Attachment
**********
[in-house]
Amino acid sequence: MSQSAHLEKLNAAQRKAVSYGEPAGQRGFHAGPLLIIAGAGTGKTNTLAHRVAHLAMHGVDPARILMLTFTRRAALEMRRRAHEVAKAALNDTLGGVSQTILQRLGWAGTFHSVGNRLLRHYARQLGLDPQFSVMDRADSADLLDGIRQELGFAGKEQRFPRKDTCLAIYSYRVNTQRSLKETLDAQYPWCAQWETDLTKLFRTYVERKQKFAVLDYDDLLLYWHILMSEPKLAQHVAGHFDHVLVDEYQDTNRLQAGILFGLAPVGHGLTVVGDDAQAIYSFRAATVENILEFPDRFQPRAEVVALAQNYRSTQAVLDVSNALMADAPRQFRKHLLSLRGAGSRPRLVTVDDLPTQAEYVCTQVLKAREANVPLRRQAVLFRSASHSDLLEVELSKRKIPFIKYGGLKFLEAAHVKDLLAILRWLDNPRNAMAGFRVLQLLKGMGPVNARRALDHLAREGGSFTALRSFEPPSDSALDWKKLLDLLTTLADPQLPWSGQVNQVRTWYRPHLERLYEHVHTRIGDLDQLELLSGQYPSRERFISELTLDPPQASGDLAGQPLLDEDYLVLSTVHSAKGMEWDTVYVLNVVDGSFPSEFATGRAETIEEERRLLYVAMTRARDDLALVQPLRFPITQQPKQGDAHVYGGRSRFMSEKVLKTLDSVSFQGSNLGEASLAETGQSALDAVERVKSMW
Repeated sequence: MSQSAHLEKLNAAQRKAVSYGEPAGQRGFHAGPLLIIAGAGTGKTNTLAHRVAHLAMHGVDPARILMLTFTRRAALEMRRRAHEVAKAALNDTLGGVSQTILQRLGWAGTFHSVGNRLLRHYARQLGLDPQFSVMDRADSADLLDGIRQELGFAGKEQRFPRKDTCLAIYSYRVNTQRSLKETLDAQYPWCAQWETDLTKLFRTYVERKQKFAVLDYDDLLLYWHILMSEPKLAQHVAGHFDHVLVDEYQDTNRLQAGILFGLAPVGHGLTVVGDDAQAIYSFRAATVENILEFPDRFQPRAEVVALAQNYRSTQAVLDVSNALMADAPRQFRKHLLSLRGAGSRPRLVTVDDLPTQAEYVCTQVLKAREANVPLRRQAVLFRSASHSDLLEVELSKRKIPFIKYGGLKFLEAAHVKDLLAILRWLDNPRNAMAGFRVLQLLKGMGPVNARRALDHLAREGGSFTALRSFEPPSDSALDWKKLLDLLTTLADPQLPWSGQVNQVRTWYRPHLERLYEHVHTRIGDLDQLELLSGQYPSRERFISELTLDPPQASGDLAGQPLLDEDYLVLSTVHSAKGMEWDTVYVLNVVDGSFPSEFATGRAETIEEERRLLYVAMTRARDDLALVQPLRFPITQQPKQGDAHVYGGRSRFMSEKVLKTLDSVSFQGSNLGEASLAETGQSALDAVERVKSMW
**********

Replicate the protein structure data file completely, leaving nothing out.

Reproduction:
[in-house]
Amino acid sequence: MSQSAHLEKLNAAQRKAVSYGEPAGQRGFHAGPLLIIAGAGTGKTNTLAHRVAHLAMHGVDPARILMLTFTRRAALEMRRRAHEVAKAALNDTLGGVSQTILQRLGWAGTFHSVGNRLLRHYARQLGLDPQFSVMDRADSADLLDGIRQELGFAGKEQRFPRKDTCLAIYSYRVNTQRSLKETLDAQYPWCAQWETDLTKLFRTYVERKQKFAVLDYDDLLLYWHILMSEPKLAQHVAGHFDHVLVDEYQDTNRLQAGILFGLAPVGHGLTVVGDDAQAIYSFRAATVENILEFPDRFQPRAEVVALAQNYRSTQAVLDVSNALMADAPRQFRKHLLSLRGAGSRPRLVTVDDLPTQAEYVCTQVLKAREANVPLRRQAVLFRSASHSDLLEVELSKRKIPFIKYGGLKFLEAAHVKDLLAILRWLDNPRNAMAGFRVLQLLKGMGPVNARRALDHLAREGGSFTALRSFEPPSDSALDWKKLLDLLTTLADPQLPWSGQVNQVRTWYRPHLERLYEHVHTRIGDLDQLELLSGQYPSRERFISELTLDPPQASGDLAGQPLLDEDYLVLSTVHSAKGMEWDTVYVLNVVDGSFPSEFATGRAETIEEERRLLYVAMTRARDDLALVQPLRFPITQQPKQGDAHVYGGRSRFMSEKVLKTLDSVSFQGSNLGEASLAETGQSALDAVERVKSMW
Repeated sequence: MSQSAHLEKLNAAQRKAVSYGEPAGQRGFHAGPLLIIAGAGTGKTNTLAHRVAHLAMHGVDPARILMLTFTRRAALEMRRRAHEVAKAALNDTLGGVSQTILQRLGWAGTFHSVGNRLLRHYARQLGLDPQFSVMDRADSADLLDGIRQELGFAGKEQRFPRKDTCLAIYSYRVNTQRSLKETLDAQYPWCAQWETDLTKLFRTYVERKQKFAVLDYDDLLLYWHILMSEPKLAQHVAGHFDHVLVDEYQDTNRLQAGILFGLAPVGHGLTVVGDDAQAIYSFRAATVENILEFPDRFQPRAEVVALAQNYRSTQAVLDVSNALMADAPRQFRKHLLSLRGAGSRPRLVTVDDLPTQAEYVCTQVLKAREANVPLRRQAVLFRSASHSDLLEVELSKRKIPFIKYGGLKFLEAAHVKDLLAILRWLDNPRNAMAGFRVLQLLKGMGPVNARRALDHLAREGGSFTALRSFEPPSDSALDWKKLLDLLTTLADPQLPWSGQVNQVRTWYRPHLERLYEHVHTRIGDLDQLELLSGQYPSRERFISELTLDPPQASGDLAGQPLLDEDYLVLSTVHSAKGMEWDTVYVLNVVDGSFPSEFATGRAETIEEERRLLYVAMTRARDDLALVQPLRFPITQQPKQGDAHVYGGRSRFMSEKVLKTLDSVSFQGSNLGEASLAETGQSALDAVERVKSMW